To have access to the toughts and inner workings of someone you admire is a privilege made to look trivial in the age of social media. It used to require patience and luck getting to hear about their process and opinions through interviews and magazines, but now you can get them immediately and raw, straight from the source and regardless of how niche or obscure your interest is. It’s so easy to look into their lives, to learn what they read, what they eat, and where they travel. The color of their pet’s collar and their old shoes. It will make you feel like you know them, because they address you in such a personal and friendly way. But to them, you’re a stranger. They don’t know your motives, they don’t know your thoughts. They don’t know your dreams or whether or not these dreams feature them and in what way.
If you’ve read this blog before, you’ll know that I’m a fan of the band Moonspell and hold their work, and that of its individual members, in very high regard. I was very excited when their frontman, Fernando Ribeiro, joined WordPress and started blogging again after a while. Though his new posts I had a special window into Portuguese and European politics, learned history, had my own opinions challenged, and could follow the band’s process for writing their latest album, 1755. I didn’t always agree with what I read, but it lead to reflection and questioning my own convictions, a habit I believe no one should ever abandon. I also felt like it was a place where I could converge with other readers and learn about points of view different from my own. After all, Moonspell’s fans are a wide assortment of people. But that’s all we are: fans.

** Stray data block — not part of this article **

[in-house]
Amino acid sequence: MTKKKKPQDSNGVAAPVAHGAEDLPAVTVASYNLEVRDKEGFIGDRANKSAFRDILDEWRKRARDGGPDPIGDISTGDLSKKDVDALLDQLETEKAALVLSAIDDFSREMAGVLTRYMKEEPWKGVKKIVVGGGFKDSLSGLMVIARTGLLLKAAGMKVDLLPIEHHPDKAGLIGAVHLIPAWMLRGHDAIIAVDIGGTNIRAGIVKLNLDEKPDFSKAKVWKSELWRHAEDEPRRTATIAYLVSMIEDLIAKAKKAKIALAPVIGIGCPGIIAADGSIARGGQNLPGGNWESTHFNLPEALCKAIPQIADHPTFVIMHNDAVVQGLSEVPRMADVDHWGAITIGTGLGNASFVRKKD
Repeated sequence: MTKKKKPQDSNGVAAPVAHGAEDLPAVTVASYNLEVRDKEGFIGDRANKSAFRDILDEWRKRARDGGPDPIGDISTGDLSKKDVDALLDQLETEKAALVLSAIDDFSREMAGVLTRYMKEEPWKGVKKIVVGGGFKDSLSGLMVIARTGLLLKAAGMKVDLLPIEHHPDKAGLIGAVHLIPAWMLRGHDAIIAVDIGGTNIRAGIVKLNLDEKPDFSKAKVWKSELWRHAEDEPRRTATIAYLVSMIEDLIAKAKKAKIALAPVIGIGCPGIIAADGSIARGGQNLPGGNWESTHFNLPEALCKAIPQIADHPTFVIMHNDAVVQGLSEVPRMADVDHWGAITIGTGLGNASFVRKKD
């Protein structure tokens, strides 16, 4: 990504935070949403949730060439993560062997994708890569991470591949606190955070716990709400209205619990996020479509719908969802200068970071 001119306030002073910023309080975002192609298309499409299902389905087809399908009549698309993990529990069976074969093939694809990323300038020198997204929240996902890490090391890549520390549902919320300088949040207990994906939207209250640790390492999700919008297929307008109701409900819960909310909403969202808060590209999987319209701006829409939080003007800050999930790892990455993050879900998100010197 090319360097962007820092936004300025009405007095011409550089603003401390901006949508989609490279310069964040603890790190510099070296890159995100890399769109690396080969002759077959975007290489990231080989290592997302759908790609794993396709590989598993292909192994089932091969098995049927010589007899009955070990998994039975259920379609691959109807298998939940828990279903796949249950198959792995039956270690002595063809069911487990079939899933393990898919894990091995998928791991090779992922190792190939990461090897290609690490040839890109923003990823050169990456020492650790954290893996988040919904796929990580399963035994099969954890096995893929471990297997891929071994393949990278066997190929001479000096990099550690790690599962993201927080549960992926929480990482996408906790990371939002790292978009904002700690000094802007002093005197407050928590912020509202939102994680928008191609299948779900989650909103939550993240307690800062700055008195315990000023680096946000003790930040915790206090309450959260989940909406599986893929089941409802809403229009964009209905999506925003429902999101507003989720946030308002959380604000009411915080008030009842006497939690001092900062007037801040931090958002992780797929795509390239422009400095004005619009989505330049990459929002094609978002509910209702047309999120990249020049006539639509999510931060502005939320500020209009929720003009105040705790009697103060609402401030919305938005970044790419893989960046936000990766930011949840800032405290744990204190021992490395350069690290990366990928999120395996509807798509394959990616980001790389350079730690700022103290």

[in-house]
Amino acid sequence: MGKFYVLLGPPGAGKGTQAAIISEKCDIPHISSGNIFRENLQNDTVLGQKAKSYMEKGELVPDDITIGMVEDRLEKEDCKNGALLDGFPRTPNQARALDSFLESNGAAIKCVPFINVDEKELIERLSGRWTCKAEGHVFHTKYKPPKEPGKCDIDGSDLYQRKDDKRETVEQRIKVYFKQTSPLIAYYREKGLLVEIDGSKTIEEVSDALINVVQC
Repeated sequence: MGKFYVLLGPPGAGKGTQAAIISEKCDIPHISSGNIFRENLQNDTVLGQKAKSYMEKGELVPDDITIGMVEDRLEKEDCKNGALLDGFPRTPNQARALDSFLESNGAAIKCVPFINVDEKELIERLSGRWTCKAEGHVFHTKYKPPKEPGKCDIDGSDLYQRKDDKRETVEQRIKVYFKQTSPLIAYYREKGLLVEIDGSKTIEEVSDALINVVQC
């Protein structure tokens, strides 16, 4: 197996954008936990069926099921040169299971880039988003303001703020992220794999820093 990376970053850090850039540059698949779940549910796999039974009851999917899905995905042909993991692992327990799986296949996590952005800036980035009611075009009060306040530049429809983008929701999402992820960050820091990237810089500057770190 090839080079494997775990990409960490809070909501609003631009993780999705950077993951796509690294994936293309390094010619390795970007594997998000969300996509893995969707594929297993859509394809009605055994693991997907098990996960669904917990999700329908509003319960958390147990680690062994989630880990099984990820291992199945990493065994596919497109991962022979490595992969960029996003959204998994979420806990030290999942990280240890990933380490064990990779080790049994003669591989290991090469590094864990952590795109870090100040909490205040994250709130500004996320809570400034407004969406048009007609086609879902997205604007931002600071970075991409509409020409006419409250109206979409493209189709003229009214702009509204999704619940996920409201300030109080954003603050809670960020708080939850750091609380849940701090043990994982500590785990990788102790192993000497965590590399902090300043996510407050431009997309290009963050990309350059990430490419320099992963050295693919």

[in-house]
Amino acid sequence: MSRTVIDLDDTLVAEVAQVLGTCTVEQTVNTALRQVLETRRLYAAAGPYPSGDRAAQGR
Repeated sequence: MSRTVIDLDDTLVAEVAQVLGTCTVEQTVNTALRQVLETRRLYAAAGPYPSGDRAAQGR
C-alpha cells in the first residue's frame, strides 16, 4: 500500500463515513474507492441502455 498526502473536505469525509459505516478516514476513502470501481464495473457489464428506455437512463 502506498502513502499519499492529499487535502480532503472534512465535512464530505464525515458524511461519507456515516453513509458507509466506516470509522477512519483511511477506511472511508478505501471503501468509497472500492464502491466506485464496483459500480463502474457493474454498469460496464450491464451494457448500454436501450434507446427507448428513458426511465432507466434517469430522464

On September 13th, Fernando announced that he would quit blogging, following a rather acid reception of his previous post about the arrest of Polish band Decapitated in the US. I admit it took me by surprise, because I only follow the blog directly through WordPress and the post had a single comment. Since I rarely open Twitter, and I don’t use Facebook anymore, I missed the horrible comments that flooded in. It took some time to put my thoughts in order and I feel the only way to address this is publicly, because it goes beyond a blog that closes down, a band that is arrested, and a fan that feels wronged. It’s scary, though, to go into this. I have the feeling I might get burnt.
The selfish statement: I was SAD. I felt robbed of a window into a mind that I admire. I only ever saw generosity and honesty in Fernando’s post and his replies to the readers’ comments. It makes me angry and disappointed to the that generosity forced off the board. Everyone is entitled to their own opinion, and we don’t always have to agree even after a discussion. But there’s no place for that when we start by calling names, convincing others that discussing is not worth the trouble. Then screamocracy takes over.
About the tragic unfolding of events: Only those present on the tour bus really know what happened that night in Spokane. And since the versions are different, one party must be lying. I’m a woman, a metal fan, and a concert-goer. It goes without saying that this situation has me very conflicted. On the one hand I want to side with a fellow fan and female metalhead. On the other hand I want to look at facts and unravel the confusing story.